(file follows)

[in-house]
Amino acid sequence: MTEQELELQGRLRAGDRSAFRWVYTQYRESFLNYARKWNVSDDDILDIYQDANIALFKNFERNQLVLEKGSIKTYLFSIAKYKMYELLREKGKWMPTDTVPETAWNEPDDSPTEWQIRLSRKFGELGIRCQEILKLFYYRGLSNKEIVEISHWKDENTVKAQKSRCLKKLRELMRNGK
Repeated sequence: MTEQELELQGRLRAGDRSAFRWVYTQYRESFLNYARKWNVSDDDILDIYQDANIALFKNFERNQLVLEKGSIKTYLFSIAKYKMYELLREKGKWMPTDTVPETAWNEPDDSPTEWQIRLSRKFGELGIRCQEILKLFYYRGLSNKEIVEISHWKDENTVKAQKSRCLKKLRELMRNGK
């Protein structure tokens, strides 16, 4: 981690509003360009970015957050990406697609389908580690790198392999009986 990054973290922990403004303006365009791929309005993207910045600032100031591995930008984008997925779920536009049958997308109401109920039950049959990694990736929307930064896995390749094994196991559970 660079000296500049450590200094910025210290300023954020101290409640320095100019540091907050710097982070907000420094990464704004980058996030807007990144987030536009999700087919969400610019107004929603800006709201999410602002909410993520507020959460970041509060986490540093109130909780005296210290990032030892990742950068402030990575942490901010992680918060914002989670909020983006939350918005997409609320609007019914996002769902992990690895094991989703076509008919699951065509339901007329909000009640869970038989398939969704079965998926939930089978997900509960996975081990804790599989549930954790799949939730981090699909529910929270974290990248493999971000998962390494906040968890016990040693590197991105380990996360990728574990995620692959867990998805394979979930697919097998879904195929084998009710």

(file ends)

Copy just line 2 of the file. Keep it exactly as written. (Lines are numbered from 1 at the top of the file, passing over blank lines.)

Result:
Amino acid sequence: MTEQELELQGRLRAGDRSAFRWVYTQYRESFLNYARKWNVSDDDILDIYQDANIALFKNFERNQLVLEKGSIKTYLFSIAKYKMYELLREKGKWMPTDTVPETAWNEPDDSPTEWQIRLSRKFGELGIRCQEILKLFYYRGLSNKEIVEISHWKDENTVKAQKSRCLKKLRELMRNGK